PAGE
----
Asset Protection (“AP”) is the science of making your assets less attractive and less available to creditors and creditors attorneys.
The goals of AP are:
- We want to settle a claim or lawsuit for as little as possible, and
- If we are lucky, we want to both avoid the lawsuit and have the claim go away without paying a thing.
FACT – Creditor actions almost always settle before going to the judge or jury.
How much monetary claims and actions settle for depends upon the balancing of the strengths and weaknesses of each sides argument –
- The less attractive and less available we make the assets, the more weight you will have in this balancing act.
SMLLCs are Asset Protection –
- SMLLCs are AP because they always make assets less attractive and less available to creditors –
- How less attractive and how less available depends on how the SMLLC is organized and operated.
- Recently, courts have set aside the charging order protection that an LLC normally offers if it is a single member LLC. The key is to organize it in Nevada where their state law prevents setting aside charging order protection.
SMLLCs – Always a Layer of Protection
When SMLLCs own valuable assets, it puts a layer of protection between the assets and personal claims against you.
Conversely, when SMLLCs own potentially dangerous (“hot”) assets (think “rental properties”), it puts a layer of protection between you and claims arising from the “hot” assets.
When you use multiple SMLLCs to own multiple “hot” assets, it protects you and it also helps protect the “hot” assets (say, 3 rentals and 3 SMLLCs) from each other’s liabilities.
When SMLLCs own a business, it puts a layer of protection between you and your business debts and liabilities.
SMLLCs are used to break businesses into sections and gain layers of protection between the sections – business vehicles, business office building, business equipment, business debts, etc.
SMLLCs are used to own your share in a partnership or a multi-member LLC – putting a layer of protection between you personally and the debts, liabilities and obligations of the entity.
SMLLC Advantage over Sole Proprietorships
Sole Proprietorship (“SP”) owners have unlimited personal liability for all business activities, debts, obligations, and liabilities (including the acts of SP employees and sometimes SP contractors). SMLLCs provide good arguments to limit exposure for these things to the assets and insurance of the SMLLC and away from your other assets.
Sole Proprietorship income to owner is subject to the 15.3% self-employment tax – which comes off the top. SMLLCs can offer Sub S (SCorp) tax relief.
Sole Proprietorships terminate at the owner’s death; presenting transfer obstacles to continuing the business. A SMLLC is a separate and distinct legal entity from its owner and can live beyond the owner.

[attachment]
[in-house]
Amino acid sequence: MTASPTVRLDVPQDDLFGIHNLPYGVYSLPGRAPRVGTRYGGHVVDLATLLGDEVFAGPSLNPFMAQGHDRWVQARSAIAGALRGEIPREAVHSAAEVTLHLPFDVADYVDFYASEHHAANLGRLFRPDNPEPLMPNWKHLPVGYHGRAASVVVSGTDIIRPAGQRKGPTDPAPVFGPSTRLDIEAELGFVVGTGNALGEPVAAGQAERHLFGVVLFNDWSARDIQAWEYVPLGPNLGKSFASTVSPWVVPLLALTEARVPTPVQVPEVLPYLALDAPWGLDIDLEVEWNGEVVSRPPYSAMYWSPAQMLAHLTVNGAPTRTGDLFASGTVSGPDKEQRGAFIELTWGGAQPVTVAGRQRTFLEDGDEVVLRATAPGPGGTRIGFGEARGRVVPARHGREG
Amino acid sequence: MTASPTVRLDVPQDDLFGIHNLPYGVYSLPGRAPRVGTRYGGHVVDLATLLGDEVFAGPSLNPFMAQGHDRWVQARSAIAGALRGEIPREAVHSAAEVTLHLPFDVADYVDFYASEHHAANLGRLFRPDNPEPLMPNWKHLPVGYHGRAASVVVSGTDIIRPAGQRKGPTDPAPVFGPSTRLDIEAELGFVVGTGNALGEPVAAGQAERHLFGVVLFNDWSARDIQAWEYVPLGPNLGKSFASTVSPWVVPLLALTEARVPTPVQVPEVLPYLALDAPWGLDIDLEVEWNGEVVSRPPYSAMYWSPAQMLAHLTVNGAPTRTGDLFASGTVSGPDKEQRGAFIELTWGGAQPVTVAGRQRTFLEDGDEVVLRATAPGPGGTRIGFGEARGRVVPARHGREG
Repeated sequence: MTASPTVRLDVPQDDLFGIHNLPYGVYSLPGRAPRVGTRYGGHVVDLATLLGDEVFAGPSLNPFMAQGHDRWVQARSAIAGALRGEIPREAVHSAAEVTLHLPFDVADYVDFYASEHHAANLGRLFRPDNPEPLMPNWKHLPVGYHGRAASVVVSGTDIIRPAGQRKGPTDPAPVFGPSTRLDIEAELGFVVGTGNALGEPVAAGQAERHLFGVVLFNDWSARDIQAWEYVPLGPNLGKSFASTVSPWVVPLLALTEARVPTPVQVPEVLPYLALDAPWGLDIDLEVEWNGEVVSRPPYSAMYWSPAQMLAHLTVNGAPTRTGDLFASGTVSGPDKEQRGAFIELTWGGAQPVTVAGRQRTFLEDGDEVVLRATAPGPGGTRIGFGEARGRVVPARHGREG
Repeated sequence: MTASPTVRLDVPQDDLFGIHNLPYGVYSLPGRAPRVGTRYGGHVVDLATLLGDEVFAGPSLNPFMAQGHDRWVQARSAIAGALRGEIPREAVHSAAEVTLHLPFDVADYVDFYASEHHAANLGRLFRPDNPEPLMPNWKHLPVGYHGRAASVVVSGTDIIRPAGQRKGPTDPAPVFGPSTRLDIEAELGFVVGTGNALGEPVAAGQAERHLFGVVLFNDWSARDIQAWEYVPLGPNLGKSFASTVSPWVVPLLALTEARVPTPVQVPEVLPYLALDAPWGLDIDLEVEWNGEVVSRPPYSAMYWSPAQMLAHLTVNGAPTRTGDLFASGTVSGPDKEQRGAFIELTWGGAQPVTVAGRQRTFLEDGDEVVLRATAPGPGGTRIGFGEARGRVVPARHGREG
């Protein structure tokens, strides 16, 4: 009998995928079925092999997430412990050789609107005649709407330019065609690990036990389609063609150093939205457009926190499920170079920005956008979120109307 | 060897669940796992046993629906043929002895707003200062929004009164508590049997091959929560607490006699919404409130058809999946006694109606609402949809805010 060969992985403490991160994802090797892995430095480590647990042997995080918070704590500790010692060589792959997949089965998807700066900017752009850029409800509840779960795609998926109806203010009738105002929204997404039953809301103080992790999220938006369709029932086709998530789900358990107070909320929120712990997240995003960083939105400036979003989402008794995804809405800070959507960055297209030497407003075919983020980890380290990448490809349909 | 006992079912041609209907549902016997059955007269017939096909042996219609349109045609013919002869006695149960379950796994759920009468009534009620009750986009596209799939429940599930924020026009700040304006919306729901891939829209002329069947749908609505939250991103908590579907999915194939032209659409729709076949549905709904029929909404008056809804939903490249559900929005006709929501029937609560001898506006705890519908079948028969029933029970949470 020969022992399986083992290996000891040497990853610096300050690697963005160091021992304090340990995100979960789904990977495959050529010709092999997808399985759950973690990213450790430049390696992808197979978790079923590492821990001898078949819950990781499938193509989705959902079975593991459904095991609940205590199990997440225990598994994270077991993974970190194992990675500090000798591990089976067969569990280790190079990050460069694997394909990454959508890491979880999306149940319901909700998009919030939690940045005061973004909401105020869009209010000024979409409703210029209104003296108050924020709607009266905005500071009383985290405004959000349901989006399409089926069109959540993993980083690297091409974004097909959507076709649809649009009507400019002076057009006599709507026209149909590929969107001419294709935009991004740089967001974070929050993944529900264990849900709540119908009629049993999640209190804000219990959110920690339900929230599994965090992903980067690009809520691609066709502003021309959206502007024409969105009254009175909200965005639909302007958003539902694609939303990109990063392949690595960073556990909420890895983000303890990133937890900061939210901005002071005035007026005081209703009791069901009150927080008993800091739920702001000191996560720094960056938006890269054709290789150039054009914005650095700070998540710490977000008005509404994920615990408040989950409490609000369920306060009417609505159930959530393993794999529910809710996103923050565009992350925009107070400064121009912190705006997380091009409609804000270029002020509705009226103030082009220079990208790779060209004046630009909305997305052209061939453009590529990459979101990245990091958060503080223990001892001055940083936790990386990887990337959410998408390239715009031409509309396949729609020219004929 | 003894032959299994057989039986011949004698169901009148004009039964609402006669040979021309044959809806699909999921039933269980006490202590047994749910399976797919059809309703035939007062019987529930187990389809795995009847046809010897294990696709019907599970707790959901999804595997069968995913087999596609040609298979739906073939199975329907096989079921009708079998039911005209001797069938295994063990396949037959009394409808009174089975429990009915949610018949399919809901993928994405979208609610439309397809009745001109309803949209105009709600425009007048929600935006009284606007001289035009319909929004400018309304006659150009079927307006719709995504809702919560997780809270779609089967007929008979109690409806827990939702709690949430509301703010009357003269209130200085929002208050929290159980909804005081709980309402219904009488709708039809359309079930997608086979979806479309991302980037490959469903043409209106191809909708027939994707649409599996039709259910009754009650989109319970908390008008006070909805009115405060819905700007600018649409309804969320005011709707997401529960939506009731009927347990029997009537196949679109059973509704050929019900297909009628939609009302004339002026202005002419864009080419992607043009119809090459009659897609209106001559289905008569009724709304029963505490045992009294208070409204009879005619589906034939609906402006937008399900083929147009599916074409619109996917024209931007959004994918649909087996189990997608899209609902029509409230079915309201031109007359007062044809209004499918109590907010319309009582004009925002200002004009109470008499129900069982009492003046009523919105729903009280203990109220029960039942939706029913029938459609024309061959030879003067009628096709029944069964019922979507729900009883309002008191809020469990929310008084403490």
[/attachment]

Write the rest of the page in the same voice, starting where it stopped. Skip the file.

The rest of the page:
SMLLC Advantage over Corporations and Advantage When Used as a Partner
For an owner of a Corporation to receive “limited liability” protection the owner must follow statutory corporate formalities or be subject to piercing (e.g. corporate protection is set aside by a court). SMLLCs do not have to follow statutory “formalities” to provide limited liability.
Creditors of a corporation can seize the owner’s entire corporate ownership interest (the stock).
The SMLLC limits a creditor’s reach to just the SMLLC’s distributions – and not to SMLLC management – this is leverage for settlement.
SMLLC Tax Advantage
You can choose to be taxed as a sole proprietorship, or You can elect “Sub S” tax status – allows you to limit the 15.3% self-employment tax as much as you want or dare.
How Does SMLLCs Asset Protection Work?
Think of a SMLLC as a “Box”; A Box that keeps claims that arise from assets inside the Box, inside, and a Box that keeps claims that originate outside the Box, outside.
The Key to SMLLC Asset Protection is the Operating Agreement
The first thing a creditor’s attorney looks at is your Operating Agreement to see if they can pierce the LLC (set it aside). And they often can, especially if you used an online service to set it up.
Our Operating Agreement was drafted by an experienced creditor’s attorney who switched to the other side! Our provisions will assure that a creditor’s attorney will be discouraged.
We Tie SMLLC Provisions to Your Living Trust
First, understand that “Single Member” means that there is a single owner of the LLC – your Living Trust (to avoid probate).
Second, key provisions in both your Living Trust and the SMLLC Operating Agreement deal with the transfer of power upon cognitive incapacity and death – as Living Trust provisions do so with considerably more detail – we take advantage of that planning and tie the SMLLC to the Living Trust.
“Manager” or “Member” Managed SMLLC?
We want “Manager” managed for asset protection and other reasons. That means you would be the manager but not a member (owner), your Living Trust is.
A Manager managed SMLLC adds another layer of sophistication. It provides more “separateness.”
The Manager managed structure works perfectly for having your Living Trust own the SMLLC and you be Manager of the SMLLC.